Traynham: Steve Taylor, Senior Vice President for policy at United Way Worldwide. Thank you very much for joining us.
Taylor: Thanks very much, Robert.
Traynham: And, of course, thank you for joining us, as well. For more great conversations with leaders in your community and across the nation, visit comcastnewsmakers.com. I´m Robert Traynham. ♫♫
The Asian American Pacific Islander community makes up six percent of the U.S. population, but is growing more than four times as rapidly as the total U.S. population. Asians are the largest group of immigrants to enter the U.S. as immigrants. A conversation with Janelle Wong, Senior Researcher at AAPI Data about the fastest-growing but one of the understudied racial groups in the United States.
The 2018 Special Olympics USA Games will be hosted this summer in Seattle, with more than 4,000 athletes and coaches representing 50 states and the District of Columbia. Jason Schriml of the Special Olympics USA Games discussed the impact the games and this organization that highlights athletes with intellectual disabilities through highly competitive sports, uplifting experiences, and demonstrating inclusion for all.
Preparations are underway for the 2020 United States Census. A fair and accurate count of all communities is of major importance, as data gathered is used to determine federal funding, congressional representation and more. For some populations, including Asian Americans and Pacific Islanders, the process can be of concern due to immigration status, language barriers and fear of providing personal information. John Yang, President and Executive Director of Asian Americans Advancing Justice-AAJC joins Robert Traynham to discuss the importance of an accurate count, especially for the AAPI population in America.
Filipino Americans make up the third largest subgroup of Asian Americans today, with millennials comprising nearly a quarter of this population. And while there about 4 million Filipino and Filipino Americans living in the U.S today, this population is underrepresented in political and leadership roles. Brendan Flores, National Chairman of the National Federation of Filipino American Associations joins Robert Traynam to discuss the welfare and well-being of Filipino Americans and efforts to strengthen the personal and professional development of young Filipino Americans.
According to the Pew Research Center, the U.S. Asian population increased 72 percent between 2000 and 2015, resulting in the fastest growth rate of any major racial or ethnic group. And as this population continues to grow, there remains a lack of involvement in politics and corporate leadership positions. Kendall Kosai, Deputy Director at OCA National discussed programs designed to help high school students explore their identity, and encourage them to become future community leaders.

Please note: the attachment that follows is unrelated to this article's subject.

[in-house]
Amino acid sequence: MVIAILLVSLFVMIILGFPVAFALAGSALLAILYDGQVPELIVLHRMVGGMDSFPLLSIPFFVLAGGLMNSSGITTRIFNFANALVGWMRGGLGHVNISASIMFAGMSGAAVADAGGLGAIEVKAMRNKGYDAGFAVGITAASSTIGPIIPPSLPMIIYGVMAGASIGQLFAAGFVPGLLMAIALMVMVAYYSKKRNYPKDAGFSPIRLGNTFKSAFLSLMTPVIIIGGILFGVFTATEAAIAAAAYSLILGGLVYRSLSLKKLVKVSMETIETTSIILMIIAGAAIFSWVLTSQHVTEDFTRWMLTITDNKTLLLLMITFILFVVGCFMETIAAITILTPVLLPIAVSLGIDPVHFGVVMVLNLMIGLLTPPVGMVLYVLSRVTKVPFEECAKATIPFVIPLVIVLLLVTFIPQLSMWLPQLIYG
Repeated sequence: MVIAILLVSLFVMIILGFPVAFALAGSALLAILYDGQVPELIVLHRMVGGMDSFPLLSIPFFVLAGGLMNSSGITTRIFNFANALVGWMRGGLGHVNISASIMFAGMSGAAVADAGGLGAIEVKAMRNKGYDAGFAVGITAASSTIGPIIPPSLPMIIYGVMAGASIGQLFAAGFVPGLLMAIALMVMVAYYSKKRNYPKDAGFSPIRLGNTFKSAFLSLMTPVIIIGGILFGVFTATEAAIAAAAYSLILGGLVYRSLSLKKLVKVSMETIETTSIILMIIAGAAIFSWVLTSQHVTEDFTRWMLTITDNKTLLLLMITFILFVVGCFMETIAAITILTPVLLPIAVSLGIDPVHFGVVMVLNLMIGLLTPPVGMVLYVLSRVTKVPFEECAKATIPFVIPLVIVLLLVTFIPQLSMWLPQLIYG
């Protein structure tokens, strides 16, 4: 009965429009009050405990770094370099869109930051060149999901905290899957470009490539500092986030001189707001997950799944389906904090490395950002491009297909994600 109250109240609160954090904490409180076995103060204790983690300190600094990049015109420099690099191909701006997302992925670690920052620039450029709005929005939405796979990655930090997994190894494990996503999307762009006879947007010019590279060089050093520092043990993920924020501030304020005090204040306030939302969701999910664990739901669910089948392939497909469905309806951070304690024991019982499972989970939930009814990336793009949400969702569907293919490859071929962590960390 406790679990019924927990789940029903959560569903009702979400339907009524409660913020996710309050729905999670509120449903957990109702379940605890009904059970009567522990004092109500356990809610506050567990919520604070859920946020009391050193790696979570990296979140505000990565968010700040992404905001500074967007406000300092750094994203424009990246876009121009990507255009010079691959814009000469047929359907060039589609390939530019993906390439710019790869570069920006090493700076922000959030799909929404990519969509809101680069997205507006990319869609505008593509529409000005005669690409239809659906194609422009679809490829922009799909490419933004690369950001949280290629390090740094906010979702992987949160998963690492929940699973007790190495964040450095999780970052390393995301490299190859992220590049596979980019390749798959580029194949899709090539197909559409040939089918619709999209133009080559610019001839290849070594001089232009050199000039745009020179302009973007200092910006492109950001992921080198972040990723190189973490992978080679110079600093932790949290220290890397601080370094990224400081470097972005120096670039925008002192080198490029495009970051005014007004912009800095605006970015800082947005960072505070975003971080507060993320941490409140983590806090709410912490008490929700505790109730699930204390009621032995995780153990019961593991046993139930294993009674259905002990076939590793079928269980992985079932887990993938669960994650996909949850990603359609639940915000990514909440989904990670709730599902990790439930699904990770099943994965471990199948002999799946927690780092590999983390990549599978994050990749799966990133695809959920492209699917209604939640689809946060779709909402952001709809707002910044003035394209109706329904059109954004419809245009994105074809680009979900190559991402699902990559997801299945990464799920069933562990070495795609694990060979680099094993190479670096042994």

Korean Americans, like many other Asian Americans, are recent immigrants to the United States, emigrating in large numbers after 1965. As first and second generation Americans, many still have close ties with their homeland, where family and friends still reside. A discussion with Sam Yoon, Executive Director of the Council of Korean Americans on the Korean American community, including their ties to both North and South Korea.
In September 2017, Secretary of Education Betsy DeVos rolled back guidance under Title IX regarding standards for colleges to prevent, respond to and investigate incidents of sexual assault on campus. The Department of Education has issued interim guidance, pending a public notice and comment period. Jenn Brown, of The United State of Women, discusses the roll back and encourages public awareness of the upcoming notice and comment period to assure that all voices are heard.
Half of all LGBTQ Americans live in a state without equal employment and fair housing guarantees. David Stacy of the Human Rights Campaign discusses the proposed Equality Act, which would amend federal civil rights law to include the LGBTQ population. This discussion continues in part 2 (The Equality Act: Reintroduced).
Interview recorded on May 17, 2017. Part 1 of 2.
2018 marked a major milestone for America’s Asian American Pacific Islander population, with the appointment of the nation’s first Sikh-American Attorney General in New Jersey. Navdeep Singh, Policy Director of the National Asian Pacific American Bar Association discusses this milestone, as well as efforts underway to help bridge language barriers in the courtroom.
Asian Americans are one of the fastest growing demographic groups in the country. And while this population engages locally within communities, there is a lack of civic engagement at the federal level. Gregg Orton, National Director of the National Council of Asian Pacific Americans shares efforts to encourage more engagement from this population not only to advocate for the needs of the AAPI community, but to add diversity to representation and the national dialogue.